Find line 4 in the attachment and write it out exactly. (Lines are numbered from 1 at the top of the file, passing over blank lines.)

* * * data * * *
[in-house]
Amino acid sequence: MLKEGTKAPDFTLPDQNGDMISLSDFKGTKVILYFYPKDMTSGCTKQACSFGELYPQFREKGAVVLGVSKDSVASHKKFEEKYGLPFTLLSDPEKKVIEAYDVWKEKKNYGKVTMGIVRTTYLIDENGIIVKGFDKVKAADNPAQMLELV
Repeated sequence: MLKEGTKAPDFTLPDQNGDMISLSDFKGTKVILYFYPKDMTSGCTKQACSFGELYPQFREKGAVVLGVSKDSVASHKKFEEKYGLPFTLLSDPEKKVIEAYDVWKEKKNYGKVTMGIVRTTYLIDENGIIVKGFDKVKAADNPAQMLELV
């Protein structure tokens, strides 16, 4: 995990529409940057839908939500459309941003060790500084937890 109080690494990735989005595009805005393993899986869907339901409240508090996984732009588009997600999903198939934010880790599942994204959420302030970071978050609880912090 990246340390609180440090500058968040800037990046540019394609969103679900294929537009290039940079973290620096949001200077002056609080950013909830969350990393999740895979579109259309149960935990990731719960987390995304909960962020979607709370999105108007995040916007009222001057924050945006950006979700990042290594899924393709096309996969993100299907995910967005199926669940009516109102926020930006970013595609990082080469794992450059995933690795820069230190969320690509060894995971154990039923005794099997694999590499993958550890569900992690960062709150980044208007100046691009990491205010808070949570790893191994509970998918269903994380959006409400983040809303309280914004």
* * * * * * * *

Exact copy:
């Protein structure tokens, strides 16, 4: 995990529409940057839908939500459309941003060790500084937890 109080690494990735989005595009805005393993899986869907339901409240508090996984732009588009997600999903198939934010880790599942994204959420302030970071978050609880912090 990246340390609180440090500058968040800037990046540019394609969103679900294929537009290039940079973290620096949001200077002056609080950013909830969350990393999740895979579109259309149960935990990731719960987390995304909960962020979607709370999105108007995040916007009222001057924050945006950006979700990042290594899924393709096309996969993100299907995910967005199926669940009516109102926020930006970013595609990082080469794992450059995933690795820069230190969320690509060894995971154990039923005794099997694999590499993958550890569900992690960062709150980044208007100046691009990491205010808070949570790893191994509970998918269903994380959006409400983040809303309280914004």